Biannual Thermal Analysis Application Magazine, Volume 34

Thermal Analysis UserCom 34


UserComs Are Biannual Application Journals Intended for All Users of Thermal Analysis

Thermal Analysis UserCom 34
Thermal Analysis UserCom 34

Table of Contents:

TA Tip

  • Thermal analysis of polymers. Part 4: TGA, TMA and DMA of thermosets

New in our sales program

  • Acquisition of Triton Technology Ltd. in England
  • Automation of the TGA-Sorption System
  • The new STARe V11.0 software
  • New Excellence dropping point systems
  • New consumables and accessories


  • The use of thermal analysis to characterize the hardness of pencil leads
  • The drying behavior of cobalt chloride
  • Sample preparation for DMA shear measurements
  • Analysis of air and moisture sensitive substances by thermogravimetric analysis

The use of thermal analysis to characterize the hardness of pencil leads

The hardness of pencils is still in many respects a company-specific value, that is, the hardness grade declared varies from manufacturer to manufacturer depending on the quality of the pencil lead. This article describes the use of differential scanning calorimetry (DSC) and thermogravimetric analysis (TGA) to characterize the hardness of pencil leads. The relationship between lead hardness and the residue in the TGA measurement is reproducible. DSC curves can be used to classify pencil leads with regard to their manufacturer.


Pencil leads consist of clay and graphite to which other components such as cellulose are added. The clay and graphite are responsible for the blackness of the writing. Other components such as modified cellulose are mainly responsible for the hardness of the pencil lead.

Pencil leads are made by first mixing the finely ground individual components to form a paste. This is followed by an extrusion process that defines the geometry of the lead. Depending on the desired hardness, there then follows a sintering process (ceramization). This changes the cellulose chemically and creates a hard structure in which the clay and graphite particles are embedded.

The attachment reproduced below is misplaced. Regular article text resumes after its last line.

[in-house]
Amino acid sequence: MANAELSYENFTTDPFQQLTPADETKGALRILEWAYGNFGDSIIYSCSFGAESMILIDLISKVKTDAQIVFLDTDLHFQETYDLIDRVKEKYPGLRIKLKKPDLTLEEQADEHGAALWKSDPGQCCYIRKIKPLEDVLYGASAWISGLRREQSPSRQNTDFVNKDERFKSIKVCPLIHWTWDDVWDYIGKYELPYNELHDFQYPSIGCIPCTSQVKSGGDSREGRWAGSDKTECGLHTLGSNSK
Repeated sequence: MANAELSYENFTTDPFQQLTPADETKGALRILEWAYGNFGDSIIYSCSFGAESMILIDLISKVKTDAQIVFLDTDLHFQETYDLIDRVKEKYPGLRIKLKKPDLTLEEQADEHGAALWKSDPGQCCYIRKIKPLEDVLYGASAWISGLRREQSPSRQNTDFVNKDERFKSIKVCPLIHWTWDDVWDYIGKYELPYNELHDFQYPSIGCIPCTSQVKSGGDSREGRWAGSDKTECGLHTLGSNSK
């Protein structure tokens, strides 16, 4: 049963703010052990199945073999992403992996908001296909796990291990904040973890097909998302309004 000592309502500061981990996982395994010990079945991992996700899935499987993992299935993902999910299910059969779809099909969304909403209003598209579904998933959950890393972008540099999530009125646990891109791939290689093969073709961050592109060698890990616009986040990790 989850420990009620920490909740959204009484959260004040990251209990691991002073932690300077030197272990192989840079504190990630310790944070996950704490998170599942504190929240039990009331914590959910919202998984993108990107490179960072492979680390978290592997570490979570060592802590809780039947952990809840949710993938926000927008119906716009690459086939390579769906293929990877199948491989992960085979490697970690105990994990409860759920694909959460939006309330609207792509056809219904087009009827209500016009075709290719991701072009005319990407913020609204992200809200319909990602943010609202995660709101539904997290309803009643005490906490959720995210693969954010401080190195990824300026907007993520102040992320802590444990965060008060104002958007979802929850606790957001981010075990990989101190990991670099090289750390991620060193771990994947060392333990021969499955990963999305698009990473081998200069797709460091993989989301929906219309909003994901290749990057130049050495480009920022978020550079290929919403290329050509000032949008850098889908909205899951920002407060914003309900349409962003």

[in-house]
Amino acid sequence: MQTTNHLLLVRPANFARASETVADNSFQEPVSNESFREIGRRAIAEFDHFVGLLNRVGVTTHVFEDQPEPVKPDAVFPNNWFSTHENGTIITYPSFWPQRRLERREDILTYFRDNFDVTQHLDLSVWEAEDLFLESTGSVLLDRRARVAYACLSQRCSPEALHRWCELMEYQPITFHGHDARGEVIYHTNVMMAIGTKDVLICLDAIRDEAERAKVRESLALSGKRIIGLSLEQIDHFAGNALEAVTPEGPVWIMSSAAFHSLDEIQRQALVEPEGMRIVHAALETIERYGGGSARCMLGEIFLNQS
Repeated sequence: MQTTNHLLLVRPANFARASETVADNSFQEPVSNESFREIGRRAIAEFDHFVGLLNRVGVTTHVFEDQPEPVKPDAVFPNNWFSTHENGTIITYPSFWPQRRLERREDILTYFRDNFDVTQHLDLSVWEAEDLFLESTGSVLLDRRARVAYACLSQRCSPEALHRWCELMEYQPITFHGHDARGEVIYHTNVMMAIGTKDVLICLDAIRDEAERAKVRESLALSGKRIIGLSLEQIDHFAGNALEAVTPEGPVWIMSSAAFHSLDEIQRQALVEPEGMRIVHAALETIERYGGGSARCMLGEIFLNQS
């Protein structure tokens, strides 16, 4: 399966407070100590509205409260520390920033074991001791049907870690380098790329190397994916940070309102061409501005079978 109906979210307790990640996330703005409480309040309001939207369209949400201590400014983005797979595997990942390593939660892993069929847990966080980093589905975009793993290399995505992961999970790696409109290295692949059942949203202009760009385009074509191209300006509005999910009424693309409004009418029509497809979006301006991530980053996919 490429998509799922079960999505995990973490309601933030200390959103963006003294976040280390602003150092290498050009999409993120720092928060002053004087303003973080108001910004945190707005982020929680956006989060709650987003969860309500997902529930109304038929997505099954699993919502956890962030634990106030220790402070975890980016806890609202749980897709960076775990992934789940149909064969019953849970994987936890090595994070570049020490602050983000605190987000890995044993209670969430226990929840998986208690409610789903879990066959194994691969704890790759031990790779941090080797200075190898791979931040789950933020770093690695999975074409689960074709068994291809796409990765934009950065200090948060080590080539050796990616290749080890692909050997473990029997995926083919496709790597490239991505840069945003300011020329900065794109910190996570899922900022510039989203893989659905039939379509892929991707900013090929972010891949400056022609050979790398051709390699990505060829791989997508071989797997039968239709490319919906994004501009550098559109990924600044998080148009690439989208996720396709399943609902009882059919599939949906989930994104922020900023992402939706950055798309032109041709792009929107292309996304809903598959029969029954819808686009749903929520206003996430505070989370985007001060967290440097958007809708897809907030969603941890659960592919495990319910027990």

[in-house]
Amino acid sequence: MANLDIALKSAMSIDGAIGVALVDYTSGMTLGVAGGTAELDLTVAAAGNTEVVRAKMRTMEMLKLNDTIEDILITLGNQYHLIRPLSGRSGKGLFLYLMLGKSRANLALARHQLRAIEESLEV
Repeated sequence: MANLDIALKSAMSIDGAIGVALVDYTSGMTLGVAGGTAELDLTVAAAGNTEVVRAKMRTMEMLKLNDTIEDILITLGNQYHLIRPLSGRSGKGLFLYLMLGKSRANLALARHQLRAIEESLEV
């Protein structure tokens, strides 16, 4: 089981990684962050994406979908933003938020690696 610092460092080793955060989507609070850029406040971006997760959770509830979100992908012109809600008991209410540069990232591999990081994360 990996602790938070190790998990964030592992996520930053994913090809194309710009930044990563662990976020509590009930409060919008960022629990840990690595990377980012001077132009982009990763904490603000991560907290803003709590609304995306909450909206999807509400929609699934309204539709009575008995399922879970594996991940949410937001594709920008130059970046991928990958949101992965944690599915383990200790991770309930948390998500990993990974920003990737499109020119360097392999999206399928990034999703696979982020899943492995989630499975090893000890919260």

The structure and clay-graphite ratio are responsible for the hardness of the lead. Finally, the leads are dipped in wax or oil. This fills the holes produced in the sintering process and furthermore fine-tunes the hardness of the lead.

European pencil makers use a combination letter-number system to define a wide range of grades of hardness consisting of the series 9H, 8H, to 2H, H, F, HB, B, 2B, to 9B. The letter H stands for hard, F for firm, and B for black. The maximum hardness grade is 9H and softest grade 9B. A number-only system is used in the USA by American manufacturers.

The hardness of pencils is frequently measured by means of writing tests performed by members of staff of the particular manufacturer. Up until now, no official standardization for pencil grades has been adopted. Furthermore, the writing tests are performed on devices that are specific to the manufacturer and are themselves not standardized.